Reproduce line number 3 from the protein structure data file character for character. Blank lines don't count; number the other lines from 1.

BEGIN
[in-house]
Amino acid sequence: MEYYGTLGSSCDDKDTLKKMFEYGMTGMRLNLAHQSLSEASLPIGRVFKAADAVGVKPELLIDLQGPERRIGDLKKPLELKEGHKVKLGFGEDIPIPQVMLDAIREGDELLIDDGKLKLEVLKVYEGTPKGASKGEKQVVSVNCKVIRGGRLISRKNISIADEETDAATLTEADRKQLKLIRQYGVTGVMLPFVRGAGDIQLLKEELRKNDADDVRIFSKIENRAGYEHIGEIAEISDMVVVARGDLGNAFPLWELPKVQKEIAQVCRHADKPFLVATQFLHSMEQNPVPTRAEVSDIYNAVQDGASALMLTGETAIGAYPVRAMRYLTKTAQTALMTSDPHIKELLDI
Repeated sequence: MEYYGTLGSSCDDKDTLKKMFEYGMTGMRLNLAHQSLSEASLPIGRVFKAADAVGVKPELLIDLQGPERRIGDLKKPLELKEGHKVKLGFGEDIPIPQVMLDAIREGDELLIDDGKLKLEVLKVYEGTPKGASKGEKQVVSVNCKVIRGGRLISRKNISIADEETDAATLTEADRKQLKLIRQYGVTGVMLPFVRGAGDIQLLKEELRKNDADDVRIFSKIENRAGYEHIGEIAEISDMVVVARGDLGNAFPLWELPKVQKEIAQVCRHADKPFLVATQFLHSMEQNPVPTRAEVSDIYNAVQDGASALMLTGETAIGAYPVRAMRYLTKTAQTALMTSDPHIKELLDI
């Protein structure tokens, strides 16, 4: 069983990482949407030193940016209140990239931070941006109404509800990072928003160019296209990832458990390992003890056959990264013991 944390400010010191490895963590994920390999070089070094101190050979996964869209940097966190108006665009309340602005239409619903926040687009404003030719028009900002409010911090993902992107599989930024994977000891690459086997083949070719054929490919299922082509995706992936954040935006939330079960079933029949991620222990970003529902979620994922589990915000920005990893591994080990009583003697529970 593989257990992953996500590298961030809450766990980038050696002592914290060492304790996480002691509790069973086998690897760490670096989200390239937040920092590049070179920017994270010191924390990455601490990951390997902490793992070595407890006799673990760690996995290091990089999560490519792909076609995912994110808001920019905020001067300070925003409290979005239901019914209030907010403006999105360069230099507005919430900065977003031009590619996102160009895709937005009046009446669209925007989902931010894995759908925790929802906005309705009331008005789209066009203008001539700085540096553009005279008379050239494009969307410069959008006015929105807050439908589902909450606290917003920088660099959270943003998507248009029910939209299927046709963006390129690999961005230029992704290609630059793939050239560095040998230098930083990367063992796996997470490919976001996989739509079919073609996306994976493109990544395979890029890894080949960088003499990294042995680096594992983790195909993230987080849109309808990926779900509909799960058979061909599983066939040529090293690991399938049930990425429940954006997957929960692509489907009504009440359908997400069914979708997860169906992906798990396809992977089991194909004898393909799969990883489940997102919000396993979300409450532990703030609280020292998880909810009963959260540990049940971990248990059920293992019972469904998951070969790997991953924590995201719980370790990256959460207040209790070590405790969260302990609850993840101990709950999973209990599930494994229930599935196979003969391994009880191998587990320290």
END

Repeated sequence: MEYYGTLGSSCDDKDTLKKMFEYGMTGMRLNLAHQSLSEASLPIGRVFKAADAVGVKPELLIDLQGPERRIGDLKKPLELKEGHKVKLGFGEDIPIPQVMLDAIREGDELLIDDGKLKLEVLKVYEGTPKGASKGEKQVVSVNCKVIRGGRLISRKNISIADEETDAATLTEADRKQLKLIRQYGVTGVMLPFVRGAGDIQLLKEELRKNDADDVRIFSKIENRAGYEHIGEIAEISDMVVVARGDLGNAFPLWELPKVQKEIAQVCRHADKPFLVATQFLHSMEQNPVPTRAEVSDIYNAVQDGASALMLTGETAIGAYPVRAMRYLTKTAQTALMTSDPHIKELLDI